Panic Attack Treatment Brisbane Northside
The stress brought about by the fast-paced lifestyle of today has caused distress amongst Australians. One of which is panic attacks. Ubuntu Medical is providing intervention to individuals having a hard time coping with life’s stressors, especially those who live in the Northside of Brisbane where the facility is easily accessible.
What is a Panic Attack?
A panic attack is an episode of intense fear without any identified cause. A person experiencing a panic attack may feel frightened, think they are losing control, and mimic symptoms of heart attack or dying. Typically, panic attacks only happen once or twice in a person’s life and usually takes place whenever there is a stressful situation. However, if panic attacks are a recurring incident, you may have a panic disorder that should be looked into by a professional.
Panic attacks are not life-threatening but experiencing it may be inconvenient and frightening. Some who are afflicted with this condition are suffering a poor quality of life. It is best to have it treated.
What are the Symptoms?
Panic attacks usually come like a thief in the nite. They suddenly begin without warning and can take place at any moment. Panic attacks usually last for a couple of minutes and the person may feel worn out after the episode. Usually, panic attacks have the following symptoms:
- Feeling frightened about impending doom or danger
- Loss of control Feelings of death
- Fast heartbeat
- Trembling or shaking
- Shortness of breath
- Tightness of throat
- Chills or hot flashes
- Abdominal cramps
- Chest pain
- Dizziness, lightheadedness, or faintness
- Tingling sensation
- Detachment from reality
- A person who experienced a panic attack may fear going thru it again and may avoid situations that may trigger it.
What Causes Panic Attacks?
It remains unknown what causes panic attacks. However, the following factors may influence the condition
- Sensitive temperament
- Changes in brain activity
Who Are at Risk?
Panic attacks are usually observed during late teen years or early adulthood. However, it does not mean that older people cannot experience it. Your chance of panic attacks may increase due to:
- Family history
- Major life stress or changes such as death or serious illness of a loved one
- Traumatic life events
- Major life changes
- Smoking or excessive caffeine intake
- History of physical or sexual abuse
- Panic attacks also occur more on women than men. If left untreated, there may be other complications that can be experienced such as:
- Development of phobias
- ‘Having health concerns and medical conditions
- Avoiding social situations
- Problems at school or at work
- Mental health disorders
- Increased risk of suicide or suicidal thoughts
- Alcohol or substance abuse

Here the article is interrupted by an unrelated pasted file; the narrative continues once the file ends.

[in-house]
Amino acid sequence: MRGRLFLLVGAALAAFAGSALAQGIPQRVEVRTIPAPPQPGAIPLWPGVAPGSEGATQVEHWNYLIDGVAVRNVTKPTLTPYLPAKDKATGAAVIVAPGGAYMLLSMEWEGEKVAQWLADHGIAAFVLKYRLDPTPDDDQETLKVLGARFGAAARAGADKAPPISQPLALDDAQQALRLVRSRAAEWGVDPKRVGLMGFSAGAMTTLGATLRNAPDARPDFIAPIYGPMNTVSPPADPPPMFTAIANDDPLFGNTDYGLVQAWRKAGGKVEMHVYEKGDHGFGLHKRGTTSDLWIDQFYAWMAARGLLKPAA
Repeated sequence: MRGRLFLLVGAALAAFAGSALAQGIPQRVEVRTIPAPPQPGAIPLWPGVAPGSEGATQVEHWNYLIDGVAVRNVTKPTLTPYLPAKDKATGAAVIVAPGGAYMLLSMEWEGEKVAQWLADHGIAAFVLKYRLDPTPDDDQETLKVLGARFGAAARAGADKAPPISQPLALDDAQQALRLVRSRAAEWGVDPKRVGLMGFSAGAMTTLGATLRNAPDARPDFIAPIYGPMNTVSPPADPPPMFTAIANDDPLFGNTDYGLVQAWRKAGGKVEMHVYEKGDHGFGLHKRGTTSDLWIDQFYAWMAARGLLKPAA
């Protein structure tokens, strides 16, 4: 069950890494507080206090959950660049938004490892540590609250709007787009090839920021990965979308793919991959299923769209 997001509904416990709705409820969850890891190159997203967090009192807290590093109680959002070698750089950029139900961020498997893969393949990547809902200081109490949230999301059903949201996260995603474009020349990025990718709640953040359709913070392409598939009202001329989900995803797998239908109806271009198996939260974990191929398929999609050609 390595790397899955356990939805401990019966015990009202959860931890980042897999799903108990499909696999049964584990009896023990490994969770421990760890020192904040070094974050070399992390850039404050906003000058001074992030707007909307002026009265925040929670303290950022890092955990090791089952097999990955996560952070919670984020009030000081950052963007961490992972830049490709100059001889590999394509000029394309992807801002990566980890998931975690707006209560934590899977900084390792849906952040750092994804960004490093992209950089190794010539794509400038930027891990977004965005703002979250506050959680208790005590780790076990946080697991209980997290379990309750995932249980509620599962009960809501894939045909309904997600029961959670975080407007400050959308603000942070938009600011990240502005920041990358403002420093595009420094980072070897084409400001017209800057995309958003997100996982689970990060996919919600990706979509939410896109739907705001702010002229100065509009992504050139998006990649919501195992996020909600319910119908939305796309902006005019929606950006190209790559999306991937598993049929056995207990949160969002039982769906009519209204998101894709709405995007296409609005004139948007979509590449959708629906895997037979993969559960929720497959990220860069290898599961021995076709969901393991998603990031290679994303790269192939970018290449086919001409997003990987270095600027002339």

- Financial problems
How to Treat Panic Attacks?
Your primary healthcare provider may help you narrow down the symptoms of your panic attacks and determine that it is not caused by any underlying medical condition such as heart or thyroid problems. You may be asked to go thru a couple of tests such as physical exam, blood tests for the thyroid, electrocardiogram (ECG or EKG) for the heart, and psychological assessments asking about your symptoms, fears, concerns, relationships, amongst others.
Psychotherapy or talk therapy is the most common and effective choice for treatment of panic attacks. Thru this process, you will be able to understand the root causes and how to cope with them. Cognitive Behavioural Therapy (CBT), a form of psychotherapy, can also help you learn thru your own experience by recreating the symptoms of the panic attack in a safe, non-threatening environment. The process goes on until you no longer feel threatened. Thru this, you will be able to manage the situation when it arises.
Medications are seen to reduce the symptoms associated with panic attacks. The following have been proven effective:
Selective serotonin reuptake inhibitors (SSRIs). They have minimal side effects and are usually the first choice of medication when treating panic attacks.
Serotonin and norepinephrine reuptake inhibitors (SNRIs). These are antidepressants and are likewise approved as treatment for panic disorder.
Benzodiazepines. These are central nervous system depressants and should only be used on a short-term basis. Patients who have taken this medicine have seen dependance on the drug. The medicine is not a good choice for those who have problems with alcohol or drug use.
To help you to with your recovery, it is best to stick with your treatment plan and find support from people your trust. Doing a lifestyle change such as staying physically active, getting sufficient sleep, and eating a balanced diet also helps.